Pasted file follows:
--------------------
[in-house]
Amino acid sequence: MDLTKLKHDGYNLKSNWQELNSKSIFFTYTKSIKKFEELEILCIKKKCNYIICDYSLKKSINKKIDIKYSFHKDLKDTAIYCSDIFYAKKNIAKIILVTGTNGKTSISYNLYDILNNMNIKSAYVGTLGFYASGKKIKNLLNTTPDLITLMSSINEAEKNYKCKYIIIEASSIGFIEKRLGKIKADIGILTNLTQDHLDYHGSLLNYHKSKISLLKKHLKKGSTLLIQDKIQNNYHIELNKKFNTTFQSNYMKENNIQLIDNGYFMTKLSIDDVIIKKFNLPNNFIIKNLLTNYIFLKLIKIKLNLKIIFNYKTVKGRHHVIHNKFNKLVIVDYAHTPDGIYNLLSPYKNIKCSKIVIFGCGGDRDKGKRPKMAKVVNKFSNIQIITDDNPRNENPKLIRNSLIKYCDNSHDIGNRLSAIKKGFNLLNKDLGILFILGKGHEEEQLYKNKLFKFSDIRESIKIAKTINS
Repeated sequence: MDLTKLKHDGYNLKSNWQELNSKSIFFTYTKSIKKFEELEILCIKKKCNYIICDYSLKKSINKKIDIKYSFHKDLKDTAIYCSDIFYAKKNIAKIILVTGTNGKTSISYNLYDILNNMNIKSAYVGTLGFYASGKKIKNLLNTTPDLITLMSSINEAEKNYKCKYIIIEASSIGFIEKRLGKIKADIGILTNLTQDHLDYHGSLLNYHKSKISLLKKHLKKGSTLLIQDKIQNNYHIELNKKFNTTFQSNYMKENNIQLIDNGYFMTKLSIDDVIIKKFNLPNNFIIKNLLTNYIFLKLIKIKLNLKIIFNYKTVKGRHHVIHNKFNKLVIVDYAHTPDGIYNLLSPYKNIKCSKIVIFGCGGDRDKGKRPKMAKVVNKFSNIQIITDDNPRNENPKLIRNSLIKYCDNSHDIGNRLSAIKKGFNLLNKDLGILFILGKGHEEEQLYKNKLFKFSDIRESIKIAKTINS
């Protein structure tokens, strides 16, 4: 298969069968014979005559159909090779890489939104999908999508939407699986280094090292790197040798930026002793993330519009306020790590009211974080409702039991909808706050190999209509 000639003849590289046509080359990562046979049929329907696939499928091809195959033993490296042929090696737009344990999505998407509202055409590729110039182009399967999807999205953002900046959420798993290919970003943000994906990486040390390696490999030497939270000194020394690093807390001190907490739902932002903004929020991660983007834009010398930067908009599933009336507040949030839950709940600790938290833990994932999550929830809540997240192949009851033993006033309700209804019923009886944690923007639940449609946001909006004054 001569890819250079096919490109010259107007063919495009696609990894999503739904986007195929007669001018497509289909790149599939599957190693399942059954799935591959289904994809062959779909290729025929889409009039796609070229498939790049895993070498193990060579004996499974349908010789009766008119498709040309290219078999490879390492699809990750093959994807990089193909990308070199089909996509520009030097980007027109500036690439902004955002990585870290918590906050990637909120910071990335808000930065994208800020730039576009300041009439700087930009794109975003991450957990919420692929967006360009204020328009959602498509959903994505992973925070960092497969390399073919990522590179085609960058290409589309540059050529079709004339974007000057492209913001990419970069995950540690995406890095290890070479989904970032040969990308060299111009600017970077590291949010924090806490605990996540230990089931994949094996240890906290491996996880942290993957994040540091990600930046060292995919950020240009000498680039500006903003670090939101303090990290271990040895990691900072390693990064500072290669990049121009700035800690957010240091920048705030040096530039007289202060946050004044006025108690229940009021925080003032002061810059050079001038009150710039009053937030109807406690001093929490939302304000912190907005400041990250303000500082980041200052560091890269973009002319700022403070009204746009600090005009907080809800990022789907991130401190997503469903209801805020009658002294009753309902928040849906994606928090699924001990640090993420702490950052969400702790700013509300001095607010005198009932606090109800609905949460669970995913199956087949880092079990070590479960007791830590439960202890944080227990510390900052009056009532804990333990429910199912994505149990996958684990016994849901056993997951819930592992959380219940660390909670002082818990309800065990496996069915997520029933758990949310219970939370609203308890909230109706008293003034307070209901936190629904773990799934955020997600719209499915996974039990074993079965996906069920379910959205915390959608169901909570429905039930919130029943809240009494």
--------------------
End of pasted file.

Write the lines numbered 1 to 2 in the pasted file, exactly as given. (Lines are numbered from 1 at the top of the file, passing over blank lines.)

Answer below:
[in-house]
Amino acid sequence: MDLTKLKHDGYNLKSNWQELNSKSIFFTYTKSIKKFEELEILCIKKKCNYIICDYSLKKSINKKIDIKYSFHKDLKDTAIYCSDIFYAKKNIAKIILVTGTNGKTSISYNLYDILNNMNIKSAYVGTLGFYASGKKIKNLLNTTPDLITLMSSINEAEKNYKCKYIIIEASSIGFIEKRLGKIKADIGILTNLTQDHLDYHGSLLNYHKSKISLLKKHLKKGSTLLIQDKIQNNYHIELNKKFNTTFQSNYMKENNIQLIDNGYFMTKLSIDDVIIKKFNLPNNFIIKNLLTNYIFLKLIKIKLNLKIIFNYKTVKGRHHVIHNKFNKLVIVDYAHTPDGIYNLLSPYKNIKCSKIVIFGCGGDRDKGKRPKMAKVVNKFSNIQIITDDNPRNENPKLIRNSLIKYCDNSHDIGNRLSAIKKGFNLLNKDLGILFILGKGHEEEQLYKNKLFKFSDIRESIKIAKTINS